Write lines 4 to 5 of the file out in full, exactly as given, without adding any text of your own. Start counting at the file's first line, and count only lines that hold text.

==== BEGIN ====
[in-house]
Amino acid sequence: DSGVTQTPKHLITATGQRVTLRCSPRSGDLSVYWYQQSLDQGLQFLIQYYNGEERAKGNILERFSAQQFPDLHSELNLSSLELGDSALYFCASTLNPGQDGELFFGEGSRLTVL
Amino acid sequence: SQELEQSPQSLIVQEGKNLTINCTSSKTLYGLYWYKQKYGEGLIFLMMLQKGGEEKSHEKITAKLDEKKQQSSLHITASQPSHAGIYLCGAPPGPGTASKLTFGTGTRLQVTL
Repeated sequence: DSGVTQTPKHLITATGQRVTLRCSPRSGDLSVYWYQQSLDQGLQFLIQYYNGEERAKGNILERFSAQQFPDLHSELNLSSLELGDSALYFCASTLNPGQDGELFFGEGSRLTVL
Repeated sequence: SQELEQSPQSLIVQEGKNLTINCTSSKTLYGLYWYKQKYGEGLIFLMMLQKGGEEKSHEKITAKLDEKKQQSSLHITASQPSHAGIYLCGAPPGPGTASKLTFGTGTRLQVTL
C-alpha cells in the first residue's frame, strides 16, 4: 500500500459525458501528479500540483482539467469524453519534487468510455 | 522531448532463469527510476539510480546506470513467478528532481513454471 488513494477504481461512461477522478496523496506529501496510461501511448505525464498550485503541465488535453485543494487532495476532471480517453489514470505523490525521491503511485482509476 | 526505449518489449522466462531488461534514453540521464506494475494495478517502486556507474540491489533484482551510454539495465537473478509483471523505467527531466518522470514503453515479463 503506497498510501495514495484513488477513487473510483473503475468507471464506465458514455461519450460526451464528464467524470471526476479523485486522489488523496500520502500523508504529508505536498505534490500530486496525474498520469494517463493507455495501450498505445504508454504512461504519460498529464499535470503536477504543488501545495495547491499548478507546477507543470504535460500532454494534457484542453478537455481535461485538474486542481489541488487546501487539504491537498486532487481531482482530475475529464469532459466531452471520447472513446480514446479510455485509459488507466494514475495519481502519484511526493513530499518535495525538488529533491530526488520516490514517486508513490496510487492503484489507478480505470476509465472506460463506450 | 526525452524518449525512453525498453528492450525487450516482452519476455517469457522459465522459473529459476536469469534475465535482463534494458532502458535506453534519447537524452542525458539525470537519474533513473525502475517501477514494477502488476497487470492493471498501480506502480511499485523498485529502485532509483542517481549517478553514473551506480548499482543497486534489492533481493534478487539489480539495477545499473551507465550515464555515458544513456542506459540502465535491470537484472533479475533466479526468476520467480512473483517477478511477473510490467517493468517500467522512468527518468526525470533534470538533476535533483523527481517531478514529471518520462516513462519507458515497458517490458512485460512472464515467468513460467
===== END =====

Repeated sequence: DSGVTQTPKHLITATGQRVTLRCSPRSGDLSVYWYQQSLDQGLQFLIQYYNGEERAKGNILERFSAQQFPDLHSELNLSSLELGDSALYFCASTLNPGQDGELFFGEGSRLTVL
Repeated sequence: SQELEQSPQSLIVQEGKNLTINCTSSKTLYGLYWYKQKYGEGLIFLMMLQKGGEEKSHEKITAKLDEKKQQSSLHITASQPSHAGIYLCGAPPGPGTASKLTFGTGTRLQVTL